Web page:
I’m sure you’ve read many articles and even books about what makes for a great entrepreneur.
You know, the usual suspects:
- How to create superior products…
- How to hire the right people…
- Having the strength to drop a steady job to start your own business
…and so on. Blah blah blah. I’m sure you’ve heard it all before.
But in my experience, there are other less discussed factors that are vastly more important for an entrepreneur who is to become successful.
Some people are born with it, some need a couple of first trys to develop the skills, or something in between.
Nevertheless, here’s a list of Seven Surprising traits of Successful Entrepreneurs:
1. Knowing When To Start – A Keen Sense Of Timing
This may sound self-evident, but when you’ve been through the whole experience of starting a company several times… it’s, well, non-trivial.
You need to have so many things lined up before you should honestly consider launching a venture, or even a product.
The market must be prepared for it (you do NOT want to invent demand) – the working capital needs to be there – the right people must come together – and most of all the Business Idea must be one whose time has come.
This is a hard one to teach, you basically need to either be born with it or learn it as you go. Or a bit of both.
There are people like Armand Morin who says he always has several products ready to go at any time, but he waits until the moment feels 100% right for it.
When the time comes, you just know. And then you take your foot off the brakes.
2. Knowing When To Quit – When Cutting Your Losses Becomes Paramount
This might sound like a surprise, but it’s one of the most important traits an entrepreneur could ever have.
Yes it’s important to know when to start, but sometimes it’s even more important to know when to quit and protect your assets, or at the very least, cut your losses.
Investors and true business owner types know this the best. When circumstances stack against your business model that was created before them, sometimes the best option is to fold – quickly.
And restart, of course.
This is probably the hardest thing I ever had to learn in business – not to let anything get in the way of cutting losses when things are definitely stacked against you.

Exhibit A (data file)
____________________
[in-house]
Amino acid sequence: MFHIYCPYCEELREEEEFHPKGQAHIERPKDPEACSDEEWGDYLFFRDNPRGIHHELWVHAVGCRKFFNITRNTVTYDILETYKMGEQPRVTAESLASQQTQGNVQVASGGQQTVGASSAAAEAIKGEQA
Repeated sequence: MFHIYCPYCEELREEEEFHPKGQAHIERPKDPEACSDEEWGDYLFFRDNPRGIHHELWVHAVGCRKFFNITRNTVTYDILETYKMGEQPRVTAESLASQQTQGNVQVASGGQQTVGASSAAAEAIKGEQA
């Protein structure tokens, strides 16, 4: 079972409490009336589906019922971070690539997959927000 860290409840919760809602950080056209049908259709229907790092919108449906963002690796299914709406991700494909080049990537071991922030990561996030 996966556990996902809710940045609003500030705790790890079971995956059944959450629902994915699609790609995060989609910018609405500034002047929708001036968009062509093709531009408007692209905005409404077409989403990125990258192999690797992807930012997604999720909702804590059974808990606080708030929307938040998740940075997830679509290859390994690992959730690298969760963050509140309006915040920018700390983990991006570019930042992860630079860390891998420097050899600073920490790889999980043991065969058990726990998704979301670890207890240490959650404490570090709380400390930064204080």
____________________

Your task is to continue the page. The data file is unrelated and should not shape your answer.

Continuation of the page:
Don’t do it. Don’t let the losses run you to the ground. Re-evaluate and re-start.
For hardcore marketers: check out what Gary Halbert has to say on this – item #1 on
2. Risk Aversion – Know What You’re Getting Into
This may sound like a strange one, after all many people view starting a business risky compared to holding a steady job.
But in tougher economic times, it’s easier to see how true this really is. Jobs come and go, but a valid business model can keep paying you for decades!
This basically means that you don’t rush into an opportunity you see opening up, just because it’s there.
Yes, it’s true that it’s critical to follow inspiration when one truly comes your way (we’ll get to that in #4).
But when you’re potentially pouring your life savings, long days and plenty of emotional investment into a brand new business… well, let’s just say you’d better know.
Just like the best of investors do not gamble on their investments, the best entrepreneurs don’t go into a business “just to test the waters”.
So don’t do it. Do your homework and be honest about what you find.
3. Seeing The Playing Field – Caring For The Whole
This is a kind of continuation on the previous point of risk aversion.
And it’s a more difficult one to explain because, well, either you see it or you don’t.